WPA Membership Director, Jeremy Flick, recently spoke with Carolyn Alper, an American University alumna and a longtime DC benefactor about her “Alper Initiative” to build a Washington Art gallery at American University.

There has been much conversation of late concerning the changing cultural landscape of the Washington, DC art scene.  Recent press has focused on the closing, relocation, and dissipation of traditional galleries in the District.  The recent breakup of the Corcoran has further exacerbated that conversation.  Emerging from these dialogues, it seems however, is that there have also been effort and an increased focus to build a new vibrancy into the arts community.  One whose focus now looks to highlight, showcase, and expand on what continues to be strong, active, supportive, and engaged arts community.

As you know, WPA recently signed a long-term lease on a dedicated, dynamic gallery and office space in JBG’s Atlantic Plumbing project at 8th and V Streets NW, in the heart of the historic U Street Corridor. This new space matches the forward-looking vision for the future of the organization, which has been a vital force in the Washington, DC-area arts community for nearly 40 years.  The new space will offer unprecedented opportunities to expand programming and increase impact within the Greater Washington-area.

A new initiative at American University also seeks to develop a space and vision that further focuses on the strength and cultural vibrancy of Washington Art, its legacy and its future. This new initiative sprung “from the fact I went to a couple of meetings a year ago that included a lot of local artists who decried the fact there just wasn’t enough emphasis or interest in Washington Art,” said Carolyn Alper, a longtime DC benefactor and American Alumna who recently made a $1.5 million gift to the university for the creation of new gallery to focus solely on Washington Art.

“Since I graduated from AU as an art student, after my kids grew up, it seemed like a nice thing to do. I had some extra change and decided to do that,” she said humbly when we spoke with her at her art-filled home recently.  Her passion for Washington Art was clearly evident in her collection.  ”For me, I wanted a piece of him,” she spoke of her prized Morris Louis painting hanging prominently in her sitting room.  ”I couldn’t live without it.  I will never give it away while I am alive.  It’s important to me.”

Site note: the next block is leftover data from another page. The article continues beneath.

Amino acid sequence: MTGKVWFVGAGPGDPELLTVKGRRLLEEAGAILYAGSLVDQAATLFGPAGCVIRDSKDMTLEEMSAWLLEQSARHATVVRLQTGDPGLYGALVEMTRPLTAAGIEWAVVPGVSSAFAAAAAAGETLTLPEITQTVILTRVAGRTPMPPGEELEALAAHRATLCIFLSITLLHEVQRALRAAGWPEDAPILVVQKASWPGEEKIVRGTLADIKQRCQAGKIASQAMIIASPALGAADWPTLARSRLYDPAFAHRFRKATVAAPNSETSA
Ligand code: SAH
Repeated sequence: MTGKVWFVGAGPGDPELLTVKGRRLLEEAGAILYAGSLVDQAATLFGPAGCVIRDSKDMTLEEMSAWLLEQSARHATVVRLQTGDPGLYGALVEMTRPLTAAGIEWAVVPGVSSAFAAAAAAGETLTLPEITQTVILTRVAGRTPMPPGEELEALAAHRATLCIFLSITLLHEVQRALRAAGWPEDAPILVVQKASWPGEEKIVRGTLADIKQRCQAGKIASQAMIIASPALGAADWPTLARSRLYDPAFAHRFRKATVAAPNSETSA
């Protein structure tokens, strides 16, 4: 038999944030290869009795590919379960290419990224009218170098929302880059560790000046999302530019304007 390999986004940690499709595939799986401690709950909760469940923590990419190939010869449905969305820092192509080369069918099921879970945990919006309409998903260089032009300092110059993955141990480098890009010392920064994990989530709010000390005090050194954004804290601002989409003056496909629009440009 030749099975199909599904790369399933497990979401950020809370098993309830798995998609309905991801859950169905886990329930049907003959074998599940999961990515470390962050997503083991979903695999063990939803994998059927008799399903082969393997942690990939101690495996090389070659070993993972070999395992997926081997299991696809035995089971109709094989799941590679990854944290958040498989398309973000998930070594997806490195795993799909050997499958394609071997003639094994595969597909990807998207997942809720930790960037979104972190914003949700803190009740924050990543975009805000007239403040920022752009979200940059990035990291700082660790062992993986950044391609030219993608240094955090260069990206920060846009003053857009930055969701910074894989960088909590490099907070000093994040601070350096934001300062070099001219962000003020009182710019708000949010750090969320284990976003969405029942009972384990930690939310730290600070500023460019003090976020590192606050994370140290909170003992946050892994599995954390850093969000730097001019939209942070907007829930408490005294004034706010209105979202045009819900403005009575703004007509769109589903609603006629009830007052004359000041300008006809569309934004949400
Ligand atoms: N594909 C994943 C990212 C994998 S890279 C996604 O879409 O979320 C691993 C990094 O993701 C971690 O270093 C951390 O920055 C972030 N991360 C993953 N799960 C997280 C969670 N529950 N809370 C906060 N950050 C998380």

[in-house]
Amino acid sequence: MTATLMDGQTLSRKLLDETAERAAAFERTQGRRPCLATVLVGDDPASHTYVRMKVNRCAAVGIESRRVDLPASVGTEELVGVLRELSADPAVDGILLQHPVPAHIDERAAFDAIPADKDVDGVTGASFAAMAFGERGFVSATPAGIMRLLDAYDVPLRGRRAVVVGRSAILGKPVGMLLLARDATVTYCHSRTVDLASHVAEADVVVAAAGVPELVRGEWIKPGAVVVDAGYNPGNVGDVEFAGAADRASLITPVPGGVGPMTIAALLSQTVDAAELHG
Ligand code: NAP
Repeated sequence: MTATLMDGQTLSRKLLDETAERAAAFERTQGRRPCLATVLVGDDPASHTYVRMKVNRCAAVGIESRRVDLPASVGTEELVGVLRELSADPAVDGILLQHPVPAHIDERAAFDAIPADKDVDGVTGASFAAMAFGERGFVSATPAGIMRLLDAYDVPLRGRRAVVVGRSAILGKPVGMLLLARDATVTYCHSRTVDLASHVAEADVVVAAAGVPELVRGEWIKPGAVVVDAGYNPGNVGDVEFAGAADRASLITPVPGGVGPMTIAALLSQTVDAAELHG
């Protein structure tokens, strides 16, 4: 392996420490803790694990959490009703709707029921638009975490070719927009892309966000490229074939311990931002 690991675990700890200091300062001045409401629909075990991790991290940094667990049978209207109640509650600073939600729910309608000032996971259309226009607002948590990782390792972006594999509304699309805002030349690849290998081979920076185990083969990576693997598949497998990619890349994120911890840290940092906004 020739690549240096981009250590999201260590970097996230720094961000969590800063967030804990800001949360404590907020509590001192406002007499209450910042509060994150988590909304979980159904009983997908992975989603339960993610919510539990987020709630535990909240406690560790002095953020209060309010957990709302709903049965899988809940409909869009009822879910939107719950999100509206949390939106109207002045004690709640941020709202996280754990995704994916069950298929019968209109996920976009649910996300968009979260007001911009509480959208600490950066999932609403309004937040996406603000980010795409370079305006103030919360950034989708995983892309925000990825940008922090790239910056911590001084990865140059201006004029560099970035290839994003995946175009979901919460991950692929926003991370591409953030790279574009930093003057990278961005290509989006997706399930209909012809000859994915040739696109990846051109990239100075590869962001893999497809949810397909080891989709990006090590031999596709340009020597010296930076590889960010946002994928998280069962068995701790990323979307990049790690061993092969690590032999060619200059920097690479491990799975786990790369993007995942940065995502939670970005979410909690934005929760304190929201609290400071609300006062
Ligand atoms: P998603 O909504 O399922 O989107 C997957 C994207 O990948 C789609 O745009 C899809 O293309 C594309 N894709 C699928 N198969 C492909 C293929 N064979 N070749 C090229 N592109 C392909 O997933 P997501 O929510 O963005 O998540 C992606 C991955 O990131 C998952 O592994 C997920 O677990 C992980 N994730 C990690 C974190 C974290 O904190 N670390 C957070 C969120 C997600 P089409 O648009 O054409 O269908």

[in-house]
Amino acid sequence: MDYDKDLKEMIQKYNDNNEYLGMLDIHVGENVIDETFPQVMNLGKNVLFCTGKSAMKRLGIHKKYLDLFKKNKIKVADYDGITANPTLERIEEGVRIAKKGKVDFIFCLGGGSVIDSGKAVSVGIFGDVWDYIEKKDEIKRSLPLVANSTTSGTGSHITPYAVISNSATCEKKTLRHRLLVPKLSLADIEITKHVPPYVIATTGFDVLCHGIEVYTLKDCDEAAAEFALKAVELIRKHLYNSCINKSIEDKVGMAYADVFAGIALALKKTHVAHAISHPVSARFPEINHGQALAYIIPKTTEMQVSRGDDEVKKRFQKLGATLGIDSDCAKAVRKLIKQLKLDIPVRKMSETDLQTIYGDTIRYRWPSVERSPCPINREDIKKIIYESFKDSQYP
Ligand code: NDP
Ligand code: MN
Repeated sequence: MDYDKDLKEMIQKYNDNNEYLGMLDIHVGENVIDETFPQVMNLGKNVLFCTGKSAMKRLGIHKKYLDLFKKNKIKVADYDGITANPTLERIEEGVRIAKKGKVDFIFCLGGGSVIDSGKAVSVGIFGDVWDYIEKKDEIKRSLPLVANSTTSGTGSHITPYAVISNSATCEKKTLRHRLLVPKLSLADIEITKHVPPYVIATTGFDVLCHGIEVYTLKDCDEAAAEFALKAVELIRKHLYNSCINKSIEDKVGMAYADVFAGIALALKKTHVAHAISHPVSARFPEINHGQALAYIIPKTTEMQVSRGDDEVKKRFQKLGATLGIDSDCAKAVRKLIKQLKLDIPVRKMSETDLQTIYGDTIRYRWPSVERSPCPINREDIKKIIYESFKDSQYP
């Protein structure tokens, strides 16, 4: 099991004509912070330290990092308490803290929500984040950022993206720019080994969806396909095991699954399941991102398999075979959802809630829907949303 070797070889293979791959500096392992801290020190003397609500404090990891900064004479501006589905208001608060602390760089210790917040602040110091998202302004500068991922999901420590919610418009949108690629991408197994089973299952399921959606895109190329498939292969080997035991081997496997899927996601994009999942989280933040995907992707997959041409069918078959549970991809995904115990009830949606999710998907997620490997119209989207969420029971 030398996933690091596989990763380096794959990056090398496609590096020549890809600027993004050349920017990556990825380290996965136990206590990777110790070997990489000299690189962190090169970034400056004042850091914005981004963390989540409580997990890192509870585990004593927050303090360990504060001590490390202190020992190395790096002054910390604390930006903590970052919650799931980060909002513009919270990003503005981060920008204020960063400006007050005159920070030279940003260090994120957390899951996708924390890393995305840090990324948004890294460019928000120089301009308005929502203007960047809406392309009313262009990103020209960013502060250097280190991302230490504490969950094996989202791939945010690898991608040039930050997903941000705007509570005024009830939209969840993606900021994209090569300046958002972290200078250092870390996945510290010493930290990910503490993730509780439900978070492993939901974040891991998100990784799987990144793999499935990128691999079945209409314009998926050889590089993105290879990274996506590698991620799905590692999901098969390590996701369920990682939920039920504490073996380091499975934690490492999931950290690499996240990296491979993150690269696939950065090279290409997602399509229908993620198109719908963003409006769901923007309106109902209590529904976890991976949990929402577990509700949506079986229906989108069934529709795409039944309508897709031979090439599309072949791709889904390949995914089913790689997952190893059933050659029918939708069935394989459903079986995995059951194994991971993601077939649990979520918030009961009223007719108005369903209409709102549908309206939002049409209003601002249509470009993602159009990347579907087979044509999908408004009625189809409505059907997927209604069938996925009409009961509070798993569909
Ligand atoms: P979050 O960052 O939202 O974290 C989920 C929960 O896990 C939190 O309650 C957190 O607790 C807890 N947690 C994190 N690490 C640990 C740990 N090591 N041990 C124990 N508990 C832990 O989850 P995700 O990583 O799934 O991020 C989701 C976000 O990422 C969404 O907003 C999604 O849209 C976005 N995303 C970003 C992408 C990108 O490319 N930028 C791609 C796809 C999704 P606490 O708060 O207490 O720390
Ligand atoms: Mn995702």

The new gallery will be built as a space within the first floor of the American University Museum at the Katzen Arts Center, and even though “it won’t be huge, it will be sizable enough,” Alper stated, to provide programming including historic and thematic exhibitions on local art and artists as well as salons, lectures, films, and also a little library dedicated to Washington Art and artists, “our stars” as she puts it.

“I want to have interesting programming about the arts in Washington,” she continued, “to spotlight  great history and so many wonderful artist working in the community…Thats what I want to happen…I want the Washington artists to feel important in the world community of art, why not?  You don’t wanna feel on the outside looking in forever…this is a good opportunity for this to happen.”

American has developed programming that continues to highlight local artists.  ”Jack has done a great job,” she speaks of Jack Rasmussen, Director and Curator of the American University Museum, and “this will go hand-in-glove.”

The new gallery will have a part-time curator to ensure that “first-class” art will be exhibited.  ”It will start modestly, curator wise,” and will certainly include an Advisory Committee that will include both long-time, as she says “old timers,” as well as younger artists.  ”We are going to figure out a way to reach out to younger artists, to make it feel important to them.  I know we need some younger people like Lisa,” referring to WPA Executive Director Lisa Gold, “as advisors.”  The new gallery will provide a focused spotlight on the Washington arts community and  to further build that community, not just show work.

The space is scheduled to be built out for August 2015 (around the same time as WPA’s space).  ”Thats when theres free time at AU.”  ”I remember the WPA from its inception when it was at 7th Street” she continues, “that was a great venue for it.  You didn’t know it at the time but it was that great big space with walls and meeting rooms…and when this space becomes a reality we can do hand-in-glove stuff, which would bring it to fruition really.”

Alper is working to get more information out to the community through the web, though she admits that “I am really behind the curve as far as technology is concerned,” but wants to “make it happen” by reaching out as far as possible to bring in the support of the entire community. Though many of the details still need to be worked out, it is Alper’s passion and commitment to Washington Art and artists that is the driving force behind the initiative.

A special thank you to Ms. Alper for taking the time to speak with WPA about her plans and we look forward to sharing more information to our members and the broader DC arts community about her initiative and the steps we are taking to strengthen, enhance and expand possibilities for DC artists-to build more partnerships, and gain new supporters to further enhance the experience and engagement with Art, particularly Washington Art, and to further strengthen the arts community.

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August 21, 2014